A Fresh Start: Bringing Disaster-Hit Business Properties Back To Vitality
The damage that floods cause can be catastrophic.
US businesses are at an ever-increasing risk of devastation owing to extreme weather events. In Philadelphia, flooding is the most present risk, something which has been outlined in clear terms by CNBC - reports analyzed by the news firm have shown that US businesses will lose 3.1 million days of operation by the time 2022 is out. When flooding hits, it can completely gut a business - destroying its everyday operations and forcing the owners into panic mode. Pennsylvania is more flood-prone than most, and so it pays to be aware of the risks facing businesses within the state, and to make precautions in case that fateful day does arrive.
State of affairs
Pennsylvania has always been prone to flooding due to the placement of the Delaware Valley. However, this risk is increasing, according to The Allegheny Front. A study analyzed by the website found that the majority of the state will face exceptionally higher flood risks by the turn of the century, with many of the lower-lying towns and cities already at serious risk of repetitive damage. As climate change becomes more exacerbated over years, this risk will only continue to rise. The damage that these floods cause can be catastrophic.
Back in September ‘21, the Inquirer profiled a number of properties that had been absolutely wracked by the flooding. One auto body shop, in Bridgeport, showed how the damage can be far more than just superficial. Flood waters bring with them a huge range of problems, more than just the immediate impact of water but they are solvable.
Starting the deep clean
When undertaking a deep clean of a disaster-hit property, it’s important to get down to the absolute base level of the damage. Just looking at superficial damage, for instance to your decoration and furnishings, is insufficient. There are a huge range of issues that can come in from flooding, including toxic spills and mold growth. These can impact the very structural solidity of a premises, creating long-term consequences for the business and its physical security.
Start the clean by getting into the foundation of the building. Use fans and extractions to take out any water or other spills, using experts where necessary - especially if your business has dealt with chemicals, or there has been damage to gas and electricity utilities. Observe any damage at a structural level, and make yourself aware of exactly what needs to be done to renew the building.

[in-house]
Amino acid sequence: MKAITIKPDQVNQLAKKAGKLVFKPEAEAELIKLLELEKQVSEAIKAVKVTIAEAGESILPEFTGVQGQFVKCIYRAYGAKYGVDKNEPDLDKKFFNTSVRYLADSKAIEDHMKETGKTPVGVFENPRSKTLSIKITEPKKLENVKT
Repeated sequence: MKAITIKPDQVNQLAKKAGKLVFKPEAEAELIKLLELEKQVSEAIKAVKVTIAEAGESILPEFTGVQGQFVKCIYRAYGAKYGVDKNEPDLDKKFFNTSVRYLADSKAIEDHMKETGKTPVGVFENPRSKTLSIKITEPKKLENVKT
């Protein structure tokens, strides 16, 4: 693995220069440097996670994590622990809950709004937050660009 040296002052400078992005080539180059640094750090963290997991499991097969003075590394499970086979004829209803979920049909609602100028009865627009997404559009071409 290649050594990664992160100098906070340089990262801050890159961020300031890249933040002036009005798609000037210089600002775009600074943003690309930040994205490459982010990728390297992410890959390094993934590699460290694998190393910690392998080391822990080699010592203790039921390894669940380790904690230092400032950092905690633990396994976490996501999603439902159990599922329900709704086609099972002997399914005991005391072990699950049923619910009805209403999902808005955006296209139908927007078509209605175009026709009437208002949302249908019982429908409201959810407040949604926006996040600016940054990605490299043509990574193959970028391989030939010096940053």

Making it clean
If a business has been protected against longer-term structural damage, it’s time to look at in-depth cleaning. This will require a two pronged approach. Firstly, consider if anything is past repair. Oftentimes, soft or wooden furnishings will be so damaged by mold or fire that they need to be disposed of. If so, make sure you recycle as much as you can. If your business has a particular theme or style, you can also look at using old materials to rebuild in the future - a nod to the past.
Beyond that, make sure your cleanup efforts aren’t just about removing dirt, but about sterilizing, too. Disasters bring with them disease and mold, and it’s important that you not only make the property look good, but make it resilient to further damage, too, by sanitizing as much as you can.
Protecting against the future
There is clearly a disaster risk posed to businesses all across America - so you need to make adaptations today to ensure the next flood or fire doesn’t cause significant damage. Start by considering the type of risk in your area - if it’s floods, you will want to start thinking of basic protections, such as having sandbags available to put out in your property, and flood-proofing the lower floors. You can also move valuables, and business records, to the upper floors of a business where possible. Furthermore, consider bringing in proper cleaning supplies, or the help of consultants, to be able to respond quickly to damage.
Longer-term, the EPA recommends community-based measures to help prevent disasters. This includes isolated utilities, groundwater runoff systems (sometimes as simple as installing commercial gardens), and physically raising properties off the ground. Long-term change to combat disasters is a matter of community planning, and that will help to reduce severity in the short-term, too.
In the meanwhile, however, protect your business through being proactive. Having the tools ready to go for the next time an Ida type situation rolls around is crucial, as is having contacts in the industry to help you correct any problems that end up impacting your business. Do yourself a favor ahead of time and be disaster-ready - it’ll be the crucial step in getting your business up and running when the worst happens, and help your local community in getting back to business, too.
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